The top 3 causes of Non Megaloblastic anemia is Liver Disease. Alcoholism and Medications. All of these we will not dive into. This brings us back to the normocytic anemias. These get subdivided into the intrinsic defects and extrinsic defects of the RBC. Intrinsic are those anemias that stem from a genetic defect of the RBC like the spherocytosis and elliptocytosis from the structure protein defects. Then there is Sickle Cell anemia which comes from a mutation in the Beta Globin. Sickle Cell anemia will cause the hemoglobin to polymerize when in a low Oxygen environment leading to the sickling of the RBC.

Next would be a G6PD which comes from a missing enzyme which helps convert Oxygen radicals back into water to clear them. This leads to the build up of O2 radicals. This is important with beans like Fava Beans. They can lead to G6PD attacks. The next will be Paroxysmal Nocturnal Hemoglobinuria (PNH). This is a defect in the proteins that get made on the cell surface to defend cells from being attacked by the complement system. Most of these normocytic anemias are the destruction anemias where the Red Blood Cells get destroyed.

Sickle Cell Disease

The actual disease of SCD is caused by a single base mutation in the Hemoglobin Beta (HbB) gene that makes the HbB protein as part of the Hemoglobin. This single change encodes a different amino acid. The properties of this different amino acid causes the HbB to bind together into long strands under low oxygen conditions. This in turn causes the Red Blood cell to take on a Sickle like shape. We call this form of Hemoglobin Beta HbS for Sickling.

The HbS gene is prominent in Africa with 1 in 365 Africans having the HbS gene. It has a lower occurrence in Asians and some South Americans. This gene is very prominent in areas of the world where Malaria is endemic. Malaria is an infectious disease carried by mosquitoes. This disease infects red blood cells. The HbS makes these cells resistant to infection by Malaria. This is why this allele of the HbB gene has evolved. A single copy of the HbS gene will offer protection from a horrible infectious disease, but getting 2 copies of this gene leads to Sickle Cell Disease. This disease works in an Autosomal Recessive capacity. That means each person gets 2 copies of the HbB gene (1 from mom and 1 from dad). To get SCD, the patient has to inherit one copy of the HbS gene from both mom and dad. That means mom and dad both must be at least carriers of that trait. The world has about 300,000 cases of SCD each year with the vast majority coming from Africa. Many of these cases are in countries where healthcare is not available. The US cases of SCD is 90,000 with about 2,000 births per year.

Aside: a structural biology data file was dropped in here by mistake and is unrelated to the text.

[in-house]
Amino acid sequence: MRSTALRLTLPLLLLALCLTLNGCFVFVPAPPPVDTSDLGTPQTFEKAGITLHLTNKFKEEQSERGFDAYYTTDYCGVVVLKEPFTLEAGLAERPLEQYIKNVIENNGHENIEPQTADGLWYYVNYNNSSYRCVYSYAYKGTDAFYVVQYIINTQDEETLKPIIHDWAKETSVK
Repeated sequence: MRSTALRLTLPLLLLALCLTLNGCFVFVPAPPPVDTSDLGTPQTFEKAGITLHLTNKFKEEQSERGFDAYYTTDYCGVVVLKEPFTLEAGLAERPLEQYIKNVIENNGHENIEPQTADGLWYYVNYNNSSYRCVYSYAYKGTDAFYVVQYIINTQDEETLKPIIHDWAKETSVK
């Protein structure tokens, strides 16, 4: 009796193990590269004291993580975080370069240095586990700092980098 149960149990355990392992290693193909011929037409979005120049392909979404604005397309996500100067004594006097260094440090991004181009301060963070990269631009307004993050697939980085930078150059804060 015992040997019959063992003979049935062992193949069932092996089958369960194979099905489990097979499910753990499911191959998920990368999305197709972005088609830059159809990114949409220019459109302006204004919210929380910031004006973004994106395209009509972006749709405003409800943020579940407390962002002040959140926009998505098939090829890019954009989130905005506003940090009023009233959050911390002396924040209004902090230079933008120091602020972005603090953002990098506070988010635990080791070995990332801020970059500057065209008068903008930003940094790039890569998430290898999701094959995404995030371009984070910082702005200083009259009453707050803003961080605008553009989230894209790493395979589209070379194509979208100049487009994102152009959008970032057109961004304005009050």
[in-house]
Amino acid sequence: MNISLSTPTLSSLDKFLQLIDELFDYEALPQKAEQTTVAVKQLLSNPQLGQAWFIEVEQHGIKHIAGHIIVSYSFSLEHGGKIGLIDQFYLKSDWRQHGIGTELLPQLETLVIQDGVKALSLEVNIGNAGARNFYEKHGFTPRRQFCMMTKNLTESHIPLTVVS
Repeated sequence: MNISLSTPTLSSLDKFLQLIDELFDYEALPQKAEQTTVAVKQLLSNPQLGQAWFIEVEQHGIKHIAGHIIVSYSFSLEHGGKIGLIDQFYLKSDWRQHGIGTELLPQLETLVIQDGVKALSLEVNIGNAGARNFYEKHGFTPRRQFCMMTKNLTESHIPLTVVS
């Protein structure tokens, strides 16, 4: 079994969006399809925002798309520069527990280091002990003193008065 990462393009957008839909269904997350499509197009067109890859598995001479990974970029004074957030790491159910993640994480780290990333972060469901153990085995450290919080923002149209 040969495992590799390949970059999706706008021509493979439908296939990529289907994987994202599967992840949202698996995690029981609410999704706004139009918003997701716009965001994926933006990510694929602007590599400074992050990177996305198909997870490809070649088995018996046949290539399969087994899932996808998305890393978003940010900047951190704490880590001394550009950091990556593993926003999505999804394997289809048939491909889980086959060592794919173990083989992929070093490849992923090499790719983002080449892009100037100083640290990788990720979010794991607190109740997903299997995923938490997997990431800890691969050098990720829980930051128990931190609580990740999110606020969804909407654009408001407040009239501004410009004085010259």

When a baby is first born, they will still be producing Fetal Hemoglobin (HbF). This is made up of alpha and gamma proteins. By 6 months of age, they will be developing Red Blood cells with Adult Hemoglobin. The Adult Hemoglobin (HbA) will be made up of 2 alpha and 2 beta chains. This is when the HbS will show up as the infant begins to make adult hemoglobin with the mutated HbS gene. The symptoms of SCD are Anemia. The blood counts will show anemia with Low Hematocrit and Low Hemoglobin levels. You would see Hematocrit around 25% and Hb around 9 or less. This is the first sign of Sickle Cell. The iron studies will typically be normal which rules out iron deficiency. You will have signs of Hemolysis with elevated LDH, Unconjugated Bilirubin, and low Haptoglobin. This is because these Red Blood cells with the HbS will not live as long as healthy RBCs. The typical RBC lives about 120 days. The SCD red blood cell will live about 20 days.